Refurbished tech sales grow as Irish users mind their carbon footprint
Survey for electronics firm Refurbed finds 73% willing to buy second-hand devices
Refurbed founders Jürgen Riedl, Peter Windischhofer and Kilian Kaminski. Mr Windischhofer said the pandemic had shown the need for electronic devices from reliable sources.
Irish consumers are increasingly considering their carbon footprint when choosing technology, with a growing number willing to consider refurbished or second-hand devices in a bid to become more eco-friendly.
Seventy-three per cent of consumers said they would buy a refurbished device if it lowered their carbon footprint, with that number rising to 88 per cent among 18-to-24-year-olds, according to a survey carried out for electronics marketplace Refurbed.
More than half of consumers would buy refurbished devices in the future.
Although environmental concerns were high, price was also a significant factor, with product affordability a key concern for 54 per cent of shoppers, with 51 per cent citing the lower cost of the devices as a reason for buying. Some 30 per cent of respondents said they purchased a refurbished device in the past.
Refurbed co-founder Peter Windischhofer said price and sustainability were closely entwined for consumers.
“I think it’s great that we see that the Irish consumer really ties sustainability in electronics with refurbished products,” he said. “We see the consumer realises it matters what they buy, that consumer choice matters.”
However, there is still some way to go, with 56 per cent of respondents preferring new products and 55 per cent citing a lack of trust in the performance of the refurbished electronic devices compared to new ones.
Others cited warranty concerns as the reason for opting for new devices. The research was conducted by Empathy Research and surveyed more than 1,000 Irish adults aged 18 and over.
Boom in spending
“People still have hesitations when it comes to second-hand and refurbished projects, but we’ve proven in our main geographies that we can really have a very high quality, and this is what our brand stands for in Austria and Germany. We want to build that same reputation in Ireland, ” Mr Windischhofer said.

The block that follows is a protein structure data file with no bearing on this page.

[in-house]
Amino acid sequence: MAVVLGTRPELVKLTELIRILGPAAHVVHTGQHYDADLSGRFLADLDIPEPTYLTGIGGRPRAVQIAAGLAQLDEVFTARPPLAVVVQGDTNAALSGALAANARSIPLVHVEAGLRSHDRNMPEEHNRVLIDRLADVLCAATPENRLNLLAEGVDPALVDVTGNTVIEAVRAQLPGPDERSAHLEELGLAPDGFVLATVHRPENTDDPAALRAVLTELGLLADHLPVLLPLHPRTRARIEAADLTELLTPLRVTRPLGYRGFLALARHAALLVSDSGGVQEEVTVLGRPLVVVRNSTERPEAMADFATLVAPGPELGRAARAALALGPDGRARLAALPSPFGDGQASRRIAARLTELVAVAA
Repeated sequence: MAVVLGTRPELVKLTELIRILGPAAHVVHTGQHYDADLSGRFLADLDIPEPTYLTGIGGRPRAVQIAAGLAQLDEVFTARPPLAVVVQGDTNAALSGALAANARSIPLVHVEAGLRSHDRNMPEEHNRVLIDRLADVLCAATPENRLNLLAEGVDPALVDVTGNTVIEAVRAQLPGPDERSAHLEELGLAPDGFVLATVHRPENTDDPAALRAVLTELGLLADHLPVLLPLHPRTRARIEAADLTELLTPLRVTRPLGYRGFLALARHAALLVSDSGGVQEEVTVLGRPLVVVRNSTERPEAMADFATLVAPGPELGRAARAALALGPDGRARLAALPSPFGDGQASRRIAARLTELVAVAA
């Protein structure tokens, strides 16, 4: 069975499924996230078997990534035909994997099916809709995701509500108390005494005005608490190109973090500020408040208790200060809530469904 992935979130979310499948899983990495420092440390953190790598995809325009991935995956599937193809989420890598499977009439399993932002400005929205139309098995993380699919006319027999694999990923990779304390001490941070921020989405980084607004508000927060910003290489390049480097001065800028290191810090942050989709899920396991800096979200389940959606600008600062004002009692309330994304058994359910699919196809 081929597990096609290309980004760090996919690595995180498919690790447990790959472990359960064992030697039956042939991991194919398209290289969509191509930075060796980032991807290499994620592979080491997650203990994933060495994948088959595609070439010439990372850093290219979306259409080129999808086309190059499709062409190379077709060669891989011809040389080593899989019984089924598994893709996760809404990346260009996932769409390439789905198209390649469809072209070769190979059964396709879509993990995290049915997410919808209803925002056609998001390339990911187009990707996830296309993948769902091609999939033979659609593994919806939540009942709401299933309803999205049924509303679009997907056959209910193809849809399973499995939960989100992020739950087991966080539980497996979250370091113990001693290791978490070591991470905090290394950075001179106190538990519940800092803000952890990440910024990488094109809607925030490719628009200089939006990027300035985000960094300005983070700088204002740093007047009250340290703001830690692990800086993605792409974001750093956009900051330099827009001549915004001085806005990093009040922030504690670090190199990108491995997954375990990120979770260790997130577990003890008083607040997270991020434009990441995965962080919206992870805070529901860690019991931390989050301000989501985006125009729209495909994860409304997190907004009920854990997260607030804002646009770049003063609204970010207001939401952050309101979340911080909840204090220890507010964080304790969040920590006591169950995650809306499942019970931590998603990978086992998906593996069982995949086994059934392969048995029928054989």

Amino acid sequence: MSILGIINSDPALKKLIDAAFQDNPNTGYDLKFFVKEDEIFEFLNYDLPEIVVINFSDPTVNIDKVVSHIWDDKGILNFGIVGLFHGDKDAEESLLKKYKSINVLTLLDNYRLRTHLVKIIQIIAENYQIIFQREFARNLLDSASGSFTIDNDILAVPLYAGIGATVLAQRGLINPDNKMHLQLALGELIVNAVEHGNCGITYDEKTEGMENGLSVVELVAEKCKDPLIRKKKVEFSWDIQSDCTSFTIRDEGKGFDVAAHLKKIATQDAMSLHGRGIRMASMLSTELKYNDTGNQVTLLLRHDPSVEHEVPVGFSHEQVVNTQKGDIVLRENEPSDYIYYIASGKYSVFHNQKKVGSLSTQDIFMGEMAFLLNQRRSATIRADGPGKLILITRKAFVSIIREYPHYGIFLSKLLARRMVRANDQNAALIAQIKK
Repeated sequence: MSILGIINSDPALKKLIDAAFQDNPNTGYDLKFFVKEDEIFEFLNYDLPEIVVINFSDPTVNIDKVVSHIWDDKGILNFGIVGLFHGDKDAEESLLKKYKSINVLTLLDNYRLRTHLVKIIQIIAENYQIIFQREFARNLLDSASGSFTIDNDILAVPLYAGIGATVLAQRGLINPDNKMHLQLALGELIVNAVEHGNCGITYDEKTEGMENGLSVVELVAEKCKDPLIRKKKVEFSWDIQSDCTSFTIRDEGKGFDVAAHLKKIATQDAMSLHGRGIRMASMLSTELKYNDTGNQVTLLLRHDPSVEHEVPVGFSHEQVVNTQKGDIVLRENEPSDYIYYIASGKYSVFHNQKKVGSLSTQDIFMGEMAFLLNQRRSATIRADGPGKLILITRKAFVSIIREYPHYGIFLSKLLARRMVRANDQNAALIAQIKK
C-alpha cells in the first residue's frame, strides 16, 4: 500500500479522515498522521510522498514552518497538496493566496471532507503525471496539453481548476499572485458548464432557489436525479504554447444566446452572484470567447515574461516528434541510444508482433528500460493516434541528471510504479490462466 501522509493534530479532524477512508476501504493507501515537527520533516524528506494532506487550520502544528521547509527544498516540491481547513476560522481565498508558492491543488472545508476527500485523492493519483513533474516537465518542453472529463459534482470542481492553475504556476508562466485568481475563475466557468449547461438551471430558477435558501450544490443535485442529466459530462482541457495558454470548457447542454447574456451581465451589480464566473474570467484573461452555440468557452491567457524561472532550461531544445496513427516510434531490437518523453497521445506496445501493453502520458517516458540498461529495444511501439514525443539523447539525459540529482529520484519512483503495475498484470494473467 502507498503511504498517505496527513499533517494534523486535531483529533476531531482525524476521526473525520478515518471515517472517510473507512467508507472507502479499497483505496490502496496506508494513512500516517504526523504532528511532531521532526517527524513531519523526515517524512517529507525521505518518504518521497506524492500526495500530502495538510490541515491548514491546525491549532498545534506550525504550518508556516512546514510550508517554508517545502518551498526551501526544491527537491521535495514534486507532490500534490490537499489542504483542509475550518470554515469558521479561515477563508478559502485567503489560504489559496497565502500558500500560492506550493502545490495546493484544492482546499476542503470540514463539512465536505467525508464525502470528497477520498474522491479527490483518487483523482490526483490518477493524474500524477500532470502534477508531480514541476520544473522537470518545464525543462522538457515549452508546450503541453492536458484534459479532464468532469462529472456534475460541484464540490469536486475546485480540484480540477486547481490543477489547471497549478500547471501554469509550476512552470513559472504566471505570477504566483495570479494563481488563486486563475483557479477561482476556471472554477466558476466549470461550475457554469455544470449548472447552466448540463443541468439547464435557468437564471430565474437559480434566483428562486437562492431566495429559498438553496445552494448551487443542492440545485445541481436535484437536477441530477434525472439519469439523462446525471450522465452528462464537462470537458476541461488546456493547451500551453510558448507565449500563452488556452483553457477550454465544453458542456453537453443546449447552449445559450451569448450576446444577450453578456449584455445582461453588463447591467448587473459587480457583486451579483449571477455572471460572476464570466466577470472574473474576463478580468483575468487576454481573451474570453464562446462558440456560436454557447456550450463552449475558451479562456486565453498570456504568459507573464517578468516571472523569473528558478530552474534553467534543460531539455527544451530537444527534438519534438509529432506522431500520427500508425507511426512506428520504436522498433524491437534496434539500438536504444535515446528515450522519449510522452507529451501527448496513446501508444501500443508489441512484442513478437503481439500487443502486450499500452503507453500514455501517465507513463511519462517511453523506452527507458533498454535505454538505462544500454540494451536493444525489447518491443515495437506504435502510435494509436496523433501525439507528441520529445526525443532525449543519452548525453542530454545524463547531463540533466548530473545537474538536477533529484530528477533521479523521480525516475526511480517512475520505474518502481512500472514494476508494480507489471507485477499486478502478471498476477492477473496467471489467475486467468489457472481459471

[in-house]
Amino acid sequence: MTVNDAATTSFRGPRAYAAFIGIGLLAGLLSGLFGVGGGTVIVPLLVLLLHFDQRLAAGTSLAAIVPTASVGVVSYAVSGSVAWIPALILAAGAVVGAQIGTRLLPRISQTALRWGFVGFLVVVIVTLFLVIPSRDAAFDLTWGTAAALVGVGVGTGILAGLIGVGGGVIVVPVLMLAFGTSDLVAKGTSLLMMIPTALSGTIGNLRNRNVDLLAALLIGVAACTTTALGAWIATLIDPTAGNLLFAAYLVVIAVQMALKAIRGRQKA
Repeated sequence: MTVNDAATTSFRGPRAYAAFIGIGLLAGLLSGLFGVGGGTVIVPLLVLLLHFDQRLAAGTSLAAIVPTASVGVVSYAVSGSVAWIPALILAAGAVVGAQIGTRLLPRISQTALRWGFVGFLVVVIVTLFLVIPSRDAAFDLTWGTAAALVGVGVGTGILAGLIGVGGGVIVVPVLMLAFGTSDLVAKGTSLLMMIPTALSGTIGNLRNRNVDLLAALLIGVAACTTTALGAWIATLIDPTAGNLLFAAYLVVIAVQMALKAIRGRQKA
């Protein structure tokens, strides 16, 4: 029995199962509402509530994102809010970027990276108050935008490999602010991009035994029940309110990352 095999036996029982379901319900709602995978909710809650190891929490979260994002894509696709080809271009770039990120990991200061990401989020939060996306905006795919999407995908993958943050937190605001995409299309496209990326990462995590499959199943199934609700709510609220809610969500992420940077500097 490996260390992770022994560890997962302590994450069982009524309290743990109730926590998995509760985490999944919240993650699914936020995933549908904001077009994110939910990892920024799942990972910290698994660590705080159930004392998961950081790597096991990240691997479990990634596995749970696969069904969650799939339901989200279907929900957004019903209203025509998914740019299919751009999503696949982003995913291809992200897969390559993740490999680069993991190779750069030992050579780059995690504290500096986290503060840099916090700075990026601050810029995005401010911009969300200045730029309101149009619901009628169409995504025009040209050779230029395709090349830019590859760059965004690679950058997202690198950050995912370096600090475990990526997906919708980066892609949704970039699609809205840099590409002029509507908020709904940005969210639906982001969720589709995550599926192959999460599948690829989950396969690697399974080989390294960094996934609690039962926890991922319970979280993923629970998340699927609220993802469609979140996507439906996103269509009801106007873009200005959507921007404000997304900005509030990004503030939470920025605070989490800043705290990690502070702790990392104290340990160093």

The survey comes as remote working and home schooling led to a boom in spending on electronic devices. Almost a quarter of those surveyed said they had spent more than €500 on electronic devices over the last year to help with online learning.
Mr Windischhofer said the pandemic had shown the need for electronic devices from reliable sources.
“We use our customers as spokespeople,” Mr Windischhofer. “This is what works the best if we make our customers happy. We will ultimately become a successful company because of our customers – our ambassadors, our spokespeople.”
The Austrian start-up, which offers more than 8,000 products including smartphones, laptops and tablets, launched in Ireland earlier this year. Its refurbishment process includes a 40-step procedure to return products to factory condition before they are sold.
The company also plants a tree for every product sold to offset carbon emissions created during the refurbishing process in countries such as Haiti, Madagascar, Kenya, Indonesia, Mozambique and Nepal through its partnership with Eden Reforestation Projects.